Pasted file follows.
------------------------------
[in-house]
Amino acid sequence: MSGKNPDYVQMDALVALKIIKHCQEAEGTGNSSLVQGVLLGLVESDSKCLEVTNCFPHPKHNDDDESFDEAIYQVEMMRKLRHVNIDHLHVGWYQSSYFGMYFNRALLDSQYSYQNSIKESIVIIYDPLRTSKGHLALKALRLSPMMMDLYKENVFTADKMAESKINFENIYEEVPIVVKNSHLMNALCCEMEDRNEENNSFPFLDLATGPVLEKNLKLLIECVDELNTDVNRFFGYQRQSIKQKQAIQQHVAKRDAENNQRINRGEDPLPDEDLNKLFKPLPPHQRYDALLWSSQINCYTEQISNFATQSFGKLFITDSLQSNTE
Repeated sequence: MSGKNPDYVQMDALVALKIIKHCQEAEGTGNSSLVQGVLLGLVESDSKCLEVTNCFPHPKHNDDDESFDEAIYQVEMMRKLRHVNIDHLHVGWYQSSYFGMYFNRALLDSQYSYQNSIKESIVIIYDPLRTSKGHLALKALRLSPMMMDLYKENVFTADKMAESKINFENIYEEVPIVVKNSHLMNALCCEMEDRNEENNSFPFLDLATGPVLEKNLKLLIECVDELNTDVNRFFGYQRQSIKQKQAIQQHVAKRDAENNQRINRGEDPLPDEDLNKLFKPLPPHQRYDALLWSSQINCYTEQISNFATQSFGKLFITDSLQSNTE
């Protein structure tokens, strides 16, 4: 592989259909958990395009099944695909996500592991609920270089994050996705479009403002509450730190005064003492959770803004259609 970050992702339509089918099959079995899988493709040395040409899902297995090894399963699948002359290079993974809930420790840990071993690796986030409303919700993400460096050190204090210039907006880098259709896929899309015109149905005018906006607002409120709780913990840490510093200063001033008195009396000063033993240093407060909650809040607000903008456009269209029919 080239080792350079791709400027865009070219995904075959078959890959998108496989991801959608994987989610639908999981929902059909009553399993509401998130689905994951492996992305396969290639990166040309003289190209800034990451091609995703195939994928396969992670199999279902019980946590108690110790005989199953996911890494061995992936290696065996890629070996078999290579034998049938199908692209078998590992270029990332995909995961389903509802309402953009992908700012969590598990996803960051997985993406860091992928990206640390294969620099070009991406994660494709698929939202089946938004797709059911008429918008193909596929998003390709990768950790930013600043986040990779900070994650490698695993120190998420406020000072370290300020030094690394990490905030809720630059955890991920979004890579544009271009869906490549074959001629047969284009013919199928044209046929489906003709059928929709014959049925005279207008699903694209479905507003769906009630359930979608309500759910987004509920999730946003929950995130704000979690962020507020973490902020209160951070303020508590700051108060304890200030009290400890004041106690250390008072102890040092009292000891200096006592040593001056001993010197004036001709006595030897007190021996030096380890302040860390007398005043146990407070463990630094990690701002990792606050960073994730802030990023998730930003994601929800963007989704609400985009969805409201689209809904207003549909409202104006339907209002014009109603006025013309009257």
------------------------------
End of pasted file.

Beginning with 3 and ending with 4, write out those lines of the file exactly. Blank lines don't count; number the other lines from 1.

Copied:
Repeated sequence: MSGKNPDYVQMDALVALKIIKHCQEAEGTGNSSLVQGVLLGLVESDSKCLEVTNCFPHPKHNDDDESFDEAIYQVEMMRKLRHVNIDHLHVGWYQSSYFGMYFNRALLDSQYSYQNSIKESIVIIYDPLRTSKGHLALKALRLSPMMMDLYKENVFTADKMAESKINFENIYEEVPIVVKNSHLMNALCCEMEDRNEENNSFPFLDLATGPVLEKNLKLLIECVDELNTDVNRFFGYQRQSIKQKQAIQQHVAKRDAENNQRINRGEDPLPDEDLNKLFKPLPPHQRYDALLWSSQINCYTEQISNFATQSFGKLFITDSLQSNTE
């Protein structure tokens, strides 16, 4: 592989259909958990395009099944695909996500592991609920270089994050996705479009403002509450730190005064003492959770803004259609 970050992702339509089918099959079995899988493709040395040409899902297995090894399963699948002359290079993974809930420790840990071993690796986030409303919700993400460096050190204090210039907006880098259709896929899309015109149905005018906006607002409120709780913990840490510093200063001033008195009396000063033993240093407060909650809040607000903008456009269209029919 080239080792350079791709400027865009070219995904075959078959890959998108496989991801959608994987989610639908999981929902059909009553399993509401998130689905994951492996992305396969290639990166040309003289190209800034990451091609995703195939994928396969992670199999279902019980946590108690110790005989199953996911890494061995992936290696065996890629070996078999290579034998049938199908692209078998590992270029990332995909995961389903509802309402953009992908700012969590598990996803960051997985993406860091992928990206640390294969620099070009991406994660494709698929939202089946938004797709059911008429918008193909596929998003390709990768950790930013600043986040990779900070994650490698695993120190998420406020000072370290300020030094690394990490905030809720630059955890991920979004890579544009271009869906490549074959001629047969284009013919199928044209046929489906003709059928929709014959049925005279207008699903694209479905507003769906009630359930979608309500759910987004509920999730946003929950995130704000979690962020507020973490902020209160951070303020508590700051108060304890200030009290400890004041106690250390008072102890040092009292000891200096006592040593001056001993010197004036001709006595030897007190021996030096380890302040860390007398005043146990407070463990630094990690701002990792606050960073994730802030990023998730930003994601929800963007989704609400985009969805409201689209809904207003549909409202104006339907209002014009109603006025013309009257």